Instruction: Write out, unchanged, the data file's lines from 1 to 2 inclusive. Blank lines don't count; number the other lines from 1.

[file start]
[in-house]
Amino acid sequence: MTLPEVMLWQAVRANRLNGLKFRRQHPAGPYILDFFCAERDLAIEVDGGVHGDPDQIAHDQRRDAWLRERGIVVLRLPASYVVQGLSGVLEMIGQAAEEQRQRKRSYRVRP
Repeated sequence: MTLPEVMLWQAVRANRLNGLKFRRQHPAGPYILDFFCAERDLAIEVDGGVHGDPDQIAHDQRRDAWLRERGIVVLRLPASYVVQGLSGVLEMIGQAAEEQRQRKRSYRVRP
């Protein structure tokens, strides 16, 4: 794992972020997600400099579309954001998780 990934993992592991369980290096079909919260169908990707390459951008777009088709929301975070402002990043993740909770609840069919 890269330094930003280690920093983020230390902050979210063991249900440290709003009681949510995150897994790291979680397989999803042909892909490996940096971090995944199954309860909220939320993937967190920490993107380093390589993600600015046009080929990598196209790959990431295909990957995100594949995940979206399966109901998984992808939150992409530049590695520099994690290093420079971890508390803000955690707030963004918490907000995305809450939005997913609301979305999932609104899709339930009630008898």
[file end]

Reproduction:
[in-house]
Amino acid sequence: MTLPEVMLWQAVRANRLNGLKFRRQHPAGPYILDFFCAERDLAIEVDGGVHGDPDQIAHDQRRDAWLRERGIVVLRLPASYVVQGLSGVLEMIGQAAEEQRQRKRSYRVRP